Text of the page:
Apart from the fact that 2004’s ‘Leave (Get Out)’ is a stone-cold classic, I knew very little about JoJo or her music prior to my first listen of Mad Love. I wasn’t even aware that she was still in the music business: I’d lumped her with contemporaries like Vanessa Carlton – whose ‘A Thousand Miles’ is another mid-noughties anthem – in the memorable one-hit-wonder category of my music library. Nostalgic moments aside, JoJo remained mostly un-played, and relatively forgotten.
Or, at least, until the former teen star dropped Mad Love, her clarion call of a return, after twelve long years of sub-par releases since her definitive debut single. A bolder collection of songs than her previous offerings, the album takes a while to settle, with first track ‘Music.’ something of a non-entity; the keys at the song’s may start to tug at listeners’ sentimentality towards ‘Leave (Get Out)’, but the opening ballad, concerning her late father, is otherwise dull. JoJo’s voice is reassuringly strong, however: she can really hit those notes when she wants to. Followers ‘I Can Only’ (featuring Canadian songstress Alessia Cara, whose voice is magical) and ‘F*** Apologies. (feat Wiz Khalifa)’ are much stronger, and the album hits its stride on the sweet soul-pop of the titular track.
To compare her to Ariana Grande feels relatively generous – Grande’s breath-taking vocal range has very few competitors – but Mad Love has echoes of Grande’s most recent, and best, album Dangerous Love in its composition and image. Though JoJo’s release is nowhere near as brilliant, sultry, well-produced, or musically diverse as Dangerous Woman, both albums serve as bold statements of child stars maturing into women, embracing their sexuality, and making some solid-gold hits. ‘Vibe.’, ‘Honest.’ and ‘Like This.’ are probably JoJo’s boldest demonstrations of her musical and personal development so far, and are perhaps the most Grande-like, chart-friendly songs on the album.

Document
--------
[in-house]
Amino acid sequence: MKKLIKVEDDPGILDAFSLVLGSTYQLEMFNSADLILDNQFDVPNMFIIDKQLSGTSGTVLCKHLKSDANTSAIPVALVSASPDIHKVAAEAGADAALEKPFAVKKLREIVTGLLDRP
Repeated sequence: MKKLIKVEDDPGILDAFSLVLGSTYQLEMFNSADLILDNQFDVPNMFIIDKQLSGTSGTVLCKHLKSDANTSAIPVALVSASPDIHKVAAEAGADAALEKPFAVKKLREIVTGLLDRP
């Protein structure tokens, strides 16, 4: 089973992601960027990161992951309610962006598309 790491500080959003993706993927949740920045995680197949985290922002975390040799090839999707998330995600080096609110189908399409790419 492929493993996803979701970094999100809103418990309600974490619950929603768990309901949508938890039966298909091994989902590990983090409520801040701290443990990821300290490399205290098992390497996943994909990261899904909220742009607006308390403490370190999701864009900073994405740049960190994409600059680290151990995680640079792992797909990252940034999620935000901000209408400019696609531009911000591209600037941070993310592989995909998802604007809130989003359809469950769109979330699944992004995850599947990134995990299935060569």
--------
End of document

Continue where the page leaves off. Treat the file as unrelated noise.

By the album’s three-quarter mark, though, things begin to drag: whilst it’s not awful, Mad Love could definitely have benefited from some serious cutting. Too many songs sound overly similar; a greater variation in style – especially more of the soul influences found on ‘Mad Love’ – are desperately needed. ‘High Heels’ is a poor woman’s version of Beyonce’s ‘6 Inch’; ‘I Am.’ contains a relatively good vocal performance, but is somewhat whiny; ‘Clovers.’ is one of the better offerings, but its chorus lets it down. ‘Good Thing.’ starts promisingly but never really develops, and closer ‘Rise Up.’ – upbeat and featuring a great, if not slightly cliché, turn from a backing choir – should definitely have featured nearer the album’s start. Mad Love is proof that restraint is key: the old adage “quality over quantity” proves extremely true at the album’s end.
In a year dominated by some amazingly strong albums, too – Lemonade, Dangerous Woman and Britney’s Glory being the standouts – Mad Love doesn’t quite meet the musical variation and frankly incredible production values set by some of 2016’s more revolutionary pop albums. Whilst it’s in no way a total flop, Mad Love contains too many bland tracks and too few real hits.
After years of going relatively unknown, it’s a stronger return than could have been expected, but JoJo needs to create something truly unique if she wants to stand up against the best that pop’s iconic, independent women have to offer.
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